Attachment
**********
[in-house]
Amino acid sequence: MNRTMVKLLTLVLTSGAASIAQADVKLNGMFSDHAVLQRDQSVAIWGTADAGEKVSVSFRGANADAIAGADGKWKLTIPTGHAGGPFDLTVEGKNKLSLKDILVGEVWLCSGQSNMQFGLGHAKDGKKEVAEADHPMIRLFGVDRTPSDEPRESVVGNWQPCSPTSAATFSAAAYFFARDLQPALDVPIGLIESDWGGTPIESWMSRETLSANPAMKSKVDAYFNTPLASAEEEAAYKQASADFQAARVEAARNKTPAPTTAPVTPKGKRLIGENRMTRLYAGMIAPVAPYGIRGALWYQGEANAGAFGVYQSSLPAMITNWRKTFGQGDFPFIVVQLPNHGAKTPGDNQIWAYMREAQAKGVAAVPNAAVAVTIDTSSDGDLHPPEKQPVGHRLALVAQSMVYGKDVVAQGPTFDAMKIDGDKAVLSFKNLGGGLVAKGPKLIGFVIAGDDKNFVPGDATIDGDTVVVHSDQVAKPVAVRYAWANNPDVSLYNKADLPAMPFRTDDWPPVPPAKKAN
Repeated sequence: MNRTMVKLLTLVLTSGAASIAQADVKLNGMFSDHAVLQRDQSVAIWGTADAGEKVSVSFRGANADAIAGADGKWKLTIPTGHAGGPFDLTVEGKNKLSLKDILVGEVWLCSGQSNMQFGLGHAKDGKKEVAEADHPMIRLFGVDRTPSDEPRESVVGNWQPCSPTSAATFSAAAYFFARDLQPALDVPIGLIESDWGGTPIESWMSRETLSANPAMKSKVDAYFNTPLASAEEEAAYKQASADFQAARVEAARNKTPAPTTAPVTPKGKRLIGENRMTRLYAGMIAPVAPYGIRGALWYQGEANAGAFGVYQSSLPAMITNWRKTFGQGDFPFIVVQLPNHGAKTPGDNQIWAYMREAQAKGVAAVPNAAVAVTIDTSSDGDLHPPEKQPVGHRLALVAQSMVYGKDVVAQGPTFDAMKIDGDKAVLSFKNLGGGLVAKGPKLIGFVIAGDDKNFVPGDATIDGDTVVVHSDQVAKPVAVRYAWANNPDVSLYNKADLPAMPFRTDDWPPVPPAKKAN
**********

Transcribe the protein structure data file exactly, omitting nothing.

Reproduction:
[in-house]
Amino acid sequence: MNRTMVKLLTLVLTSGAASIAQADVKLNGMFSDHAVLQRDQSVAIWGTADAGEKVSVSFRGANADAIAGADGKWKLTIPTGHAGGPFDLTVEGKNKLSLKDILVGEVWLCSGQSNMQFGLGHAKDGKKEVAEADHPMIRLFGVDRTPSDEPRESVVGNWQPCSPTSAATFSAAAYFFARDLQPALDVPIGLIESDWGGTPIESWMSRETLSANPAMKSKVDAYFNTPLASAEEEAAYKQASADFQAARVEAARNKTPAPTTAPVTPKGKRLIGENRMTRLYAGMIAPVAPYGIRGALWYQGEANAGAFGVYQSSLPAMITNWRKTFGQGDFPFIVVQLPNHGAKTPGDNQIWAYMREAQAKGVAAVPNAAVAVTIDTSSDGDLHPPEKQPVGHRLALVAQSMVYGKDVVAQGPTFDAMKIDGDKAVLSFKNLGGGLVAKGPKLIGFVIAGDDKNFVPGDATIDGDTVVVHSDQVAKPVAVRYAWANNPDVSLYNKADLPAMPFRTDDWPPVPPAKKAN
Repeated sequence: MNRTMVKLLTLVLTSGAASIAQADVKLNGMFSDHAVLQRDQSVAIWGTADAGEKVSVSFRGANADAIAGADGKWKLTIPTGHAGGPFDLTVEGKNKLSLKDILVGEVWLCSGQSNMQFGLGHAKDGKKEVAEADHPMIRLFGVDRTPSDEPRESVVGNWQPCSPTSAATFSAAAYFFARDLQPALDVPIGLIESDWGGTPIESWMSRETLSANPAMKSKVDAYFNTPLASAEEEAAYKQASADFQAARVEAARNKTPAPTTAPVTPKGKRLIGENRMTRLYAGMIAPVAPYGIRGALWYQGEANAGAFGVYQSSLPAMITNWRKTFGQGDFPFIVVQLPNHGAKTPGDNQIWAYMREAQAKGVAAVPNAAVAVTIDTSSDGDLHPPEKQPVGHRLALVAQSMVYGKDVVAQGPTFDAMKIDGDKAVLSFKNLGGGLVAKGPKLIGFVIAGDDKNFVPGDATIDGDTVVVHSDQVAKPVAVRYAWANNPDVSLYNKADLPAMPFRTDDWPPVPPAKKAN